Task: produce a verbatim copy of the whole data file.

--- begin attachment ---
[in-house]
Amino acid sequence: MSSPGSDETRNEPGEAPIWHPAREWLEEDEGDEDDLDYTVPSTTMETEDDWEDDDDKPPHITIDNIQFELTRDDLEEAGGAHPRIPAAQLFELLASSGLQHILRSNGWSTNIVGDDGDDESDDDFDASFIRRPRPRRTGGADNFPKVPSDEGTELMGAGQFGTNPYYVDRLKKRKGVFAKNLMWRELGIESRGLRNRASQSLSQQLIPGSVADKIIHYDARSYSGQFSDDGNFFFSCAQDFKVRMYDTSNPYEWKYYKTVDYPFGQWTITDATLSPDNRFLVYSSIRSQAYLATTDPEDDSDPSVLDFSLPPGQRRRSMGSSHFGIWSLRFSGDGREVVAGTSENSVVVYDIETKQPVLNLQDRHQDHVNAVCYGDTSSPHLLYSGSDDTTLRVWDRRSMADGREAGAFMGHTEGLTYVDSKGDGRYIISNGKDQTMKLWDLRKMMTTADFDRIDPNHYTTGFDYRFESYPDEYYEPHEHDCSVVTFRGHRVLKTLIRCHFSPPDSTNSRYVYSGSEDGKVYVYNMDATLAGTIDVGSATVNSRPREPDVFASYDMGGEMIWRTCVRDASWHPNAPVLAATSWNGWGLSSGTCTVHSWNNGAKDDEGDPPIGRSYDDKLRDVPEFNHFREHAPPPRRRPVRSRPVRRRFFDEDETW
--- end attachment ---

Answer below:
[in-house]
Amino acid sequence: MSSPGSDETRNEPGEAPIWHPAREWLEEDEGDEDDLDYTVPSTTMETEDDWEDDDDKPPHITIDNIQFELTRDDLEEAGGAHPRIPAAQLFELLASSGLQHILRSNGWSTNIVGDDGDDESDDDFDASFIRRPRPRRTGGADNFPKVPSDEGTELMGAGQFGTNPYYVDRLKKRKGVFAKNLMWRELGIESRGLRNRASQSLSQQLIPGSVADKIIHYDARSYSGQFSDDGNFFFSCAQDFKVRMYDTSNPYEWKYYKTVDYPFGQWTITDATLSPDNRFLVYSSIRSQAYLATTDPEDDSDPSVLDFSLPPGQRRRSMGSSHFGIWSLRFSGDGREVVAGTSENSVVVYDIETKQPVLNLQDRHQDHVNAVCYGDTSSPHLLYSGSDDTTLRVWDRRSMADGREAGAFMGHTEGLTYVDSKGDGRYIISNGKDQTMKLWDLRKMMTTADFDRIDPNHYTTGFDYRFESYPDEYYEPHEHDCSVVTFRGHRVLKTLIRCHFSPPDSTNSRYVYSGSEDGKVYVYNMDATLAGTIDVGSATVNSRPREPDVFASYDMGGEMIWRTCVRDASWHPNAPVLAATSWNGWGLSSGTCTVHSWNNGAKDDEGDPPIGRSYDDKLRDVPEFNHFREHAPPPRRRPVRSRPVRRRFFDEDETW